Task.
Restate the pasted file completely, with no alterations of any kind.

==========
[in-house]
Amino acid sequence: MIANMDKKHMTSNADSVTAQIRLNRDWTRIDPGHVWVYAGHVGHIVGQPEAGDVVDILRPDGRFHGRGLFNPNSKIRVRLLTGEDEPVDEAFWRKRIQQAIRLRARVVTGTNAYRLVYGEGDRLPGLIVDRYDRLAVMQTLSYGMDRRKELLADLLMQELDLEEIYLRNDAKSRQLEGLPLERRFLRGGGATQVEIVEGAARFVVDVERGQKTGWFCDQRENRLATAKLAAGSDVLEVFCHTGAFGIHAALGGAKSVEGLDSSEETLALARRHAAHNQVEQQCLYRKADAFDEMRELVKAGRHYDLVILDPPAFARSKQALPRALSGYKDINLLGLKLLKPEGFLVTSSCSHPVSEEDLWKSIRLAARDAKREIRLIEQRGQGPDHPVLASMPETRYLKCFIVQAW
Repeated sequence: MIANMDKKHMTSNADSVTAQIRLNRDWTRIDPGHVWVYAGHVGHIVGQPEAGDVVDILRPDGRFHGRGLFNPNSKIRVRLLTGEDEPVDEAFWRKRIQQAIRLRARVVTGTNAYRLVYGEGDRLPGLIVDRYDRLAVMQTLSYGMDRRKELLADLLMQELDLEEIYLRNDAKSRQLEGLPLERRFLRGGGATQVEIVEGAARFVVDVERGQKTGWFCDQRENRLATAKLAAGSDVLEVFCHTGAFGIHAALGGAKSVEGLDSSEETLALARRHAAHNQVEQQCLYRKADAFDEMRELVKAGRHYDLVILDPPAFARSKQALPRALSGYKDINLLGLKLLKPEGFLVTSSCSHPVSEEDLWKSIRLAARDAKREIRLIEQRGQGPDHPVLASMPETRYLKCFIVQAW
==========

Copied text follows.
[in-house]
Amino acid sequence: MIANMDKKHMTSNADSVTAQIRLNRDWTRIDPGHVWVYAGHVGHIVGQPEAGDVVDILRPDGRFHGRGLFNPNSKIRVRLLTGEDEPVDEAFWRKRIQQAIRLRARVVTGTNAYRLVYGEGDRLPGLIVDRYDRLAVMQTLSYGMDRRKELLADLLMQELDLEEIYLRNDAKSRQLEGLPLERRFLRGGGATQVEIVEGAARFVVDVERGQKTGWFCDQRENRLATAKLAAGSDVLEVFCHTGAFGIHAALGGAKSVEGLDSSEETLALARRHAAHNQVEQQCLYRKADAFDEMRELVKAGRHYDLVILDPPAFARSKQALPRALSGYKDINLLGLKLLKPEGFLVTSSCSHPVSEEDLWKSIRLAARDAKREIRLIEQRGQGPDHPVLASMPETRYLKCFIVQAW
Repeated sequence: MIANMDKKHMTSNADSVTAQIRLNRDWTRIDPGHVWVYAGHVGHIVGQPEAGDVVDILRPDGRFHGRGLFNPNSKIRVRLLTGEDEPVDEAFWRKRIQQAIRLRARVVTGTNAYRLVYGEGDRLPGLIVDRYDRLAVMQTLSYGMDRRKELLADLLMQELDLEEIYLRNDAKSRQLEGLPLERRFLRGGGATQVEIVEGAARFVVDVERGQKTGWFCDQRENRLATAKLAAGSDVLEVFCHTGAFGIHAALGGAKSVEGLDSSEETLALARRHAAHNQVEQQCLYRKADAFDEMRELVKAGRHYDLVILDPPAFARSKQALPRALSGYKDINLLGLKLLKPEGFLVTSSCSHPVSEEDLWKSIRLAARDAKREIRLIEQRGQGPDHPVLASMPETRYLKCFIVQAW